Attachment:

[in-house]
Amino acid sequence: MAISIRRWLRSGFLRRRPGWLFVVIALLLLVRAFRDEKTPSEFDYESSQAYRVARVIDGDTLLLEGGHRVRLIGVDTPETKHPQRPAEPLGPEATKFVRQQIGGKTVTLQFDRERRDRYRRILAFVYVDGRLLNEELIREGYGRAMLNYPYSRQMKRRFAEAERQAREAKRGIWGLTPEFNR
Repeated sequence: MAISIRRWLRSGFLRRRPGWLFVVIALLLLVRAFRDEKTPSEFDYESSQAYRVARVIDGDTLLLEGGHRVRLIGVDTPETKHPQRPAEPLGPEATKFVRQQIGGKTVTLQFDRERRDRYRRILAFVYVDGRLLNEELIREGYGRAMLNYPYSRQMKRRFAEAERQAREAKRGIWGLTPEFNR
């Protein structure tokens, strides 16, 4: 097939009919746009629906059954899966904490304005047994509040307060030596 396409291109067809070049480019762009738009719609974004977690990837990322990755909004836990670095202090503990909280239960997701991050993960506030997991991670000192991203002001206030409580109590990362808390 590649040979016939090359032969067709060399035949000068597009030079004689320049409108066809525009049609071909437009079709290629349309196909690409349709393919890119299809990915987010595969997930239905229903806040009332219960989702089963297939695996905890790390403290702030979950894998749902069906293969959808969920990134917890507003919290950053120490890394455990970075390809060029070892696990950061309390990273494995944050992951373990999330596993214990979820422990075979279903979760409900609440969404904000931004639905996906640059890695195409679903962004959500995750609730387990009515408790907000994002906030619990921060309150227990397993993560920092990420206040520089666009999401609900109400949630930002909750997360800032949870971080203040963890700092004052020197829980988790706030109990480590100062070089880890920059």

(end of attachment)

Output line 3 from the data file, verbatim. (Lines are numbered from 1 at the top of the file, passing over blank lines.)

Repeated sequence: MAISIRRWLRSGFLRRRPGWLFVVIALLLLVRAFRDEKTPSEFDYESSQAYRVARVIDGDTLLLEGGHRVRLIGVDTPETKHPQRPAEPLGPEATKFVRQQIGGKTVTLQFDRERRDRYRRILAFVYVDGRLLNEELIREGYGRAMLNYPYSRQMKRRFAEAERQAREAKRGIWGLTPEFNR